Is your child forgetful, crabby, or constantly tired? He may be “overscheduled.” Child care. Music lessons. Art class. Peewee sports. Play dates. Custody arrangements. Would you be surprised to find your child’s day is as hectic as your own? People who study young children say that youngsters need time for unstructured activity—what adults sometimes call “free time” or “down time.”
Why is free time good for children?
- Health. A child’s body and brain need relief from demands and expectations. Rest and recreation help keep a child healthy and ready to learn!
- Independence. Unstructured time lets a child make choices. A child who is used to an intense schedule may feel a bit lost if she has to find something to do on her own. But she needs to experience making her own decisions. Allowing her some free time helps her learn to occupy and entertain herself.
- Play and learning. Children and adults need time to reflect on what they learn. A child can play in ways that let him connect new information with what he already knows. Play can also help him master stressful situations that interfere with learning. Daydreaming may be a way to figure out how to solve a problem.
- Active play and self-regulation. Active play helps a child have a healthy, fit body. During free play, she can run, jump, climb, throw, and dance until she is tired. Then she can pause, have a drink of water, and play quietly in the sandbox with a friend. She will learn to pace herself during unstructured active play.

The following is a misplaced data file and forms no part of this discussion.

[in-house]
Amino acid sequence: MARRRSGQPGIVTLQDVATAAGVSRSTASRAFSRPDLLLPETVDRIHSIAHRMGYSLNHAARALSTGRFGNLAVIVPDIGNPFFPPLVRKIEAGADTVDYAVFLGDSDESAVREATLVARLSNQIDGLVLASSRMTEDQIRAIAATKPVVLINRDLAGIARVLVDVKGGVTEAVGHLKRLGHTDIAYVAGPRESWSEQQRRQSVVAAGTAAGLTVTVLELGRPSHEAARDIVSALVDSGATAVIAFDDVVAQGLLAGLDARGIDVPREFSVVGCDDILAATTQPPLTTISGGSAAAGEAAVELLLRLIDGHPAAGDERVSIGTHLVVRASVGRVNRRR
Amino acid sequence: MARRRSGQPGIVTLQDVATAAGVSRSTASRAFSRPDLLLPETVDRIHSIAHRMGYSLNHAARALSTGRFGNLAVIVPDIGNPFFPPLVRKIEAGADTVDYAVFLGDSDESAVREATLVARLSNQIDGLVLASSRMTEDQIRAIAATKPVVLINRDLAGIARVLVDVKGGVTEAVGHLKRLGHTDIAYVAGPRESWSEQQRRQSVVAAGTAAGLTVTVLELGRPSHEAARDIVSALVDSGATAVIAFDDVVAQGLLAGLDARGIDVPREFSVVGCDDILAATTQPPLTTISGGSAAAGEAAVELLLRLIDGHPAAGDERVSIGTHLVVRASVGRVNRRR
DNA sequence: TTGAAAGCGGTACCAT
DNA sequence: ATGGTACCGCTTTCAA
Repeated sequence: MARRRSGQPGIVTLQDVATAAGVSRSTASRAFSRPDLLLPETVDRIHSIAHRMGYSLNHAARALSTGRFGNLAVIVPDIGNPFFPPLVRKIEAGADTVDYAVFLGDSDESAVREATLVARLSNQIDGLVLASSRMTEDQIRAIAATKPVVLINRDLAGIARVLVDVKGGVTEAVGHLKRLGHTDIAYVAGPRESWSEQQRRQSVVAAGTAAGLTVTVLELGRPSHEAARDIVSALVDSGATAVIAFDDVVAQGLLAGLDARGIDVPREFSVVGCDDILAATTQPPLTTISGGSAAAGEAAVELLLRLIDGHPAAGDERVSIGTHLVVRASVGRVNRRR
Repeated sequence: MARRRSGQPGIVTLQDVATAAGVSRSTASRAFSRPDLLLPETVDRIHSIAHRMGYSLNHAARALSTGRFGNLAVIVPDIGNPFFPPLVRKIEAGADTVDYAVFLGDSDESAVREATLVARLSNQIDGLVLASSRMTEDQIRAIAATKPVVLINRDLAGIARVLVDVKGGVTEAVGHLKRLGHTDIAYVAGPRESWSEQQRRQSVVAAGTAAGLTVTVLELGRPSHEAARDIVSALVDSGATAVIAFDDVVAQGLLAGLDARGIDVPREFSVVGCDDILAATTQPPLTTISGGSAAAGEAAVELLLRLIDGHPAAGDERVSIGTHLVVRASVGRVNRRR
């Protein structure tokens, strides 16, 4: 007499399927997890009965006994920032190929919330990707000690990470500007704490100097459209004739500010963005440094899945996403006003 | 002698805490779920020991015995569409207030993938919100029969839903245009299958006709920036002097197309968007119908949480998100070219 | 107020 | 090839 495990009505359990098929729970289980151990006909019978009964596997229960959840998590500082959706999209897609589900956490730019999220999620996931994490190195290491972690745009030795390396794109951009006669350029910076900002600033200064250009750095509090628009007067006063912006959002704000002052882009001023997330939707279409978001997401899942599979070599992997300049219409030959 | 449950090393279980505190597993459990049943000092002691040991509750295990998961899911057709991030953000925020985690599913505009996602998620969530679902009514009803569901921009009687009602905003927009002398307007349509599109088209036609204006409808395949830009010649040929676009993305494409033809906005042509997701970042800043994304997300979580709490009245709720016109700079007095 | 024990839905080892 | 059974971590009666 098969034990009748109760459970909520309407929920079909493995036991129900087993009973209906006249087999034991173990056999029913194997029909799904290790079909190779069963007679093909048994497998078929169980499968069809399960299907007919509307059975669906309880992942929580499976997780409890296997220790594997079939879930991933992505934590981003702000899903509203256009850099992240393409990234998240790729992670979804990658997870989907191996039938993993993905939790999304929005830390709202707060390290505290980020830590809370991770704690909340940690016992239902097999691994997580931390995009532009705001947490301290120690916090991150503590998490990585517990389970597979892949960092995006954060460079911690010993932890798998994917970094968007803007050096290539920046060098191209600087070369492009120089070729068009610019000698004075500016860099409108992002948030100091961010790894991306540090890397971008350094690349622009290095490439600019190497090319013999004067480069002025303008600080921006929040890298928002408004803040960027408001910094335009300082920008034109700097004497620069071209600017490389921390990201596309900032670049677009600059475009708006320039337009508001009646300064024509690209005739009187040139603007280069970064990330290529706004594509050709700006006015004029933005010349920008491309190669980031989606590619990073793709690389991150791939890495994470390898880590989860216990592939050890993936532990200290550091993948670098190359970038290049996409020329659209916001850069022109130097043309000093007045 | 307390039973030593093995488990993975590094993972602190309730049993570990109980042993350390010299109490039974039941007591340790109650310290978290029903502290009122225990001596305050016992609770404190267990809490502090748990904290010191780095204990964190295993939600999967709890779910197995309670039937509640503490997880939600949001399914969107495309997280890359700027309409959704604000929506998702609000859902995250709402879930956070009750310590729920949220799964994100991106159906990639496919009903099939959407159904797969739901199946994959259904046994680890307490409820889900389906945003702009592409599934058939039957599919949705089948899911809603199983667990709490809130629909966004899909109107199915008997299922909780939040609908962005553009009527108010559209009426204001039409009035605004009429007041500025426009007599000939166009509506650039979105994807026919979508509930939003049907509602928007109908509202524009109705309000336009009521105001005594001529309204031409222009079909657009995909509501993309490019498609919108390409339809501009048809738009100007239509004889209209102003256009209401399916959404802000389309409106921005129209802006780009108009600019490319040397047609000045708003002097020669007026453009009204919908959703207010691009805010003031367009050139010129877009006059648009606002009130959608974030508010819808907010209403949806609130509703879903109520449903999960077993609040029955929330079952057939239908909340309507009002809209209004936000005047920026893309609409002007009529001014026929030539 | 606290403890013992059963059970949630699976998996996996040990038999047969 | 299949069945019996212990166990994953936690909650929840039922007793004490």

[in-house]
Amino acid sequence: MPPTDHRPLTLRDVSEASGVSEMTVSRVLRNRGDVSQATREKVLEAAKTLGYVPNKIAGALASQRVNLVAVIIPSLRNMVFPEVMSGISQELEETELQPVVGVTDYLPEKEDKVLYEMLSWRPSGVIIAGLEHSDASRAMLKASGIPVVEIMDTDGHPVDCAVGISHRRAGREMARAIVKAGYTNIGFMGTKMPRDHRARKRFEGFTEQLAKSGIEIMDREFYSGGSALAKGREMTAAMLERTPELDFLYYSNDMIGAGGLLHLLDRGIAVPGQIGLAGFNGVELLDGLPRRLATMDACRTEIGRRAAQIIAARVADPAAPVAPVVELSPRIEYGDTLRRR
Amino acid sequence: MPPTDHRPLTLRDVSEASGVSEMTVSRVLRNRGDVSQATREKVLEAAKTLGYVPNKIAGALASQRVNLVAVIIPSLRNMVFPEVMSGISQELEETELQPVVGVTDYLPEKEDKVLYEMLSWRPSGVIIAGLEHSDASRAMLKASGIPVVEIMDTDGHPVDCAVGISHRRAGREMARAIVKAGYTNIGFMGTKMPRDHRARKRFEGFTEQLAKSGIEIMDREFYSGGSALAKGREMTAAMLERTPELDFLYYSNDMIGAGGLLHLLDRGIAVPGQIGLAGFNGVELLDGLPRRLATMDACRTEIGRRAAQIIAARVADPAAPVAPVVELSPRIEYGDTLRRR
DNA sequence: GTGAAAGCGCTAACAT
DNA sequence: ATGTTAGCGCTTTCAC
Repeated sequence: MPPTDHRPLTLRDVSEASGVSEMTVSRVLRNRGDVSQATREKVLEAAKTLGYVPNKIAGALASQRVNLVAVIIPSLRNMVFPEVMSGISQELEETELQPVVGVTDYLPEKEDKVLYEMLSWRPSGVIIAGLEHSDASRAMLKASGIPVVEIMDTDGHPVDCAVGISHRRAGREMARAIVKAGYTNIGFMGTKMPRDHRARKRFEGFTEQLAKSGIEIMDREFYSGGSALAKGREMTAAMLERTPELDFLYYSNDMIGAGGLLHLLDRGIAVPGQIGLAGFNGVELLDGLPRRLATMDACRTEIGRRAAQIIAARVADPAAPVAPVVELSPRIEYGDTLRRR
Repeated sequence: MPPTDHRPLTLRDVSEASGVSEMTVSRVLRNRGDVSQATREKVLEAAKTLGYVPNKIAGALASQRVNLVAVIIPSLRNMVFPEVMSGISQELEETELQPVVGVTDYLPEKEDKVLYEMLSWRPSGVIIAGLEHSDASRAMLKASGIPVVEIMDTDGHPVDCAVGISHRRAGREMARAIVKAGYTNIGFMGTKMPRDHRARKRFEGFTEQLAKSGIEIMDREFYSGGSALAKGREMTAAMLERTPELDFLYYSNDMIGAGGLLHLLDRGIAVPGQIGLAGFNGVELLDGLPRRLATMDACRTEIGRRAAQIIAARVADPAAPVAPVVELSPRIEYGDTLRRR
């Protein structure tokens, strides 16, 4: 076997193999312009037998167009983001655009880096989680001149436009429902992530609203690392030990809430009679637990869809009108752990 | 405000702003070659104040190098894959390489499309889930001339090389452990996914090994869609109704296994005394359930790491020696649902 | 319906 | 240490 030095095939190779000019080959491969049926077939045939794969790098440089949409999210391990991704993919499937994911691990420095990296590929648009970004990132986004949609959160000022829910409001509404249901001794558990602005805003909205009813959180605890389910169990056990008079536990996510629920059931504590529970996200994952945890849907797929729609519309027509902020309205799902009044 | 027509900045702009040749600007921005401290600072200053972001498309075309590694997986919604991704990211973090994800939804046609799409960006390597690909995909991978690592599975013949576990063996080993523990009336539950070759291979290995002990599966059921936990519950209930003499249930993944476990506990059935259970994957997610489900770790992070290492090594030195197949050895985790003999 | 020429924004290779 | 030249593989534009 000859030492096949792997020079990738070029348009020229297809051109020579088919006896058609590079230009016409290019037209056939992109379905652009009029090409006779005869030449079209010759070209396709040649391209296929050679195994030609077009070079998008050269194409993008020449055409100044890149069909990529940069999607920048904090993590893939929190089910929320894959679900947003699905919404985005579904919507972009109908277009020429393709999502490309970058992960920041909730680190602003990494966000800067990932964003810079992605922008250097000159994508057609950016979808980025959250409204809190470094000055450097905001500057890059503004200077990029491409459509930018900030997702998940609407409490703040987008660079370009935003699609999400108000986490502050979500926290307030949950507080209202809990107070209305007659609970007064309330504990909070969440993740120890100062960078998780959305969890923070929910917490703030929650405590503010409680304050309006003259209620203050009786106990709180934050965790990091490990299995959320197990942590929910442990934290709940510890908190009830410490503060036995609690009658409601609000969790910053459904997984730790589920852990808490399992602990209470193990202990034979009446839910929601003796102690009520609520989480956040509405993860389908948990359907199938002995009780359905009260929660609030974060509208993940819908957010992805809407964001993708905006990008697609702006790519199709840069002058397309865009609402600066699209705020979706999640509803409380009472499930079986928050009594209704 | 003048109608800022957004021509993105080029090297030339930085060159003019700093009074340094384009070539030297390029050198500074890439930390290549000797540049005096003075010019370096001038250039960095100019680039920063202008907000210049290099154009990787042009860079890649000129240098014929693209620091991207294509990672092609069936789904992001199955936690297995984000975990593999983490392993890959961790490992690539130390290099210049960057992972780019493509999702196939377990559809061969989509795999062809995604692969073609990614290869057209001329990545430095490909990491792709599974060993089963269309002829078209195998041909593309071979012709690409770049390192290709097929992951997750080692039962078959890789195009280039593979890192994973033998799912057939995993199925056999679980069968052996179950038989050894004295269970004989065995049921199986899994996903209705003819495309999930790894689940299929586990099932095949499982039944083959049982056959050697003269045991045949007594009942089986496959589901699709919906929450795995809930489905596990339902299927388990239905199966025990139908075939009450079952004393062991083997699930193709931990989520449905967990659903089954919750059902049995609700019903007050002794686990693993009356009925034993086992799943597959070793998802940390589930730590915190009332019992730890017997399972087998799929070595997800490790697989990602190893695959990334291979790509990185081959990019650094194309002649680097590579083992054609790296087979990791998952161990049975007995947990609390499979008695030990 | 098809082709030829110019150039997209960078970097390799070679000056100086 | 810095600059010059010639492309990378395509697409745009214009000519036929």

What can I do to create more free time?
- Allow more family “down-time.” If you’re overscheduled, your child may be too!
- Think about your goals. Does your 3-year-old really need violin lessons, swimming class, and play group after child care? Or can something wait until he’s older?
- Check in with your child. Ask if he feels his days are too full or if he wants more time to play or relax.
What can I do with my children when they’re home?
- Encourage creativity. Even empty boxes or a mud puddle can inspire your child. Cook, put puzzles together, or make models. She will enjoy feeling competent and being close to you.
- Provide plenty of outdoor experiences. Walk, shoot baskets, garden, skate, ski, go to the playground, or just find things to do in the back yard.
- Show your child how to play games. Card games, board games, and physical games encourage friendly interaction and build family relationships.
- Make arrangements for your child to have unstructured play with other children.
- Stroll or bike to museums, construction sites, or other interesting places together.
- Make time to daydream, talk, listen, cuddle, and be “lazy” together.
Related IEL Resources
- Tip Sheet: Young Children Need to Play!
About this resource
- Child Care Center
- Family Child Care
- Preschool Program
- Parents / Family
- Teachers / Service providers
Age Levels (the age of the children to whom the article applies):
- Infants and Toddlers (Birth To Age 3)
- Preschoolers (Age 3 Through Age 5)
Related IEL Birth to Three Guidelines:
Related Illinois Early Learning and Development Standards: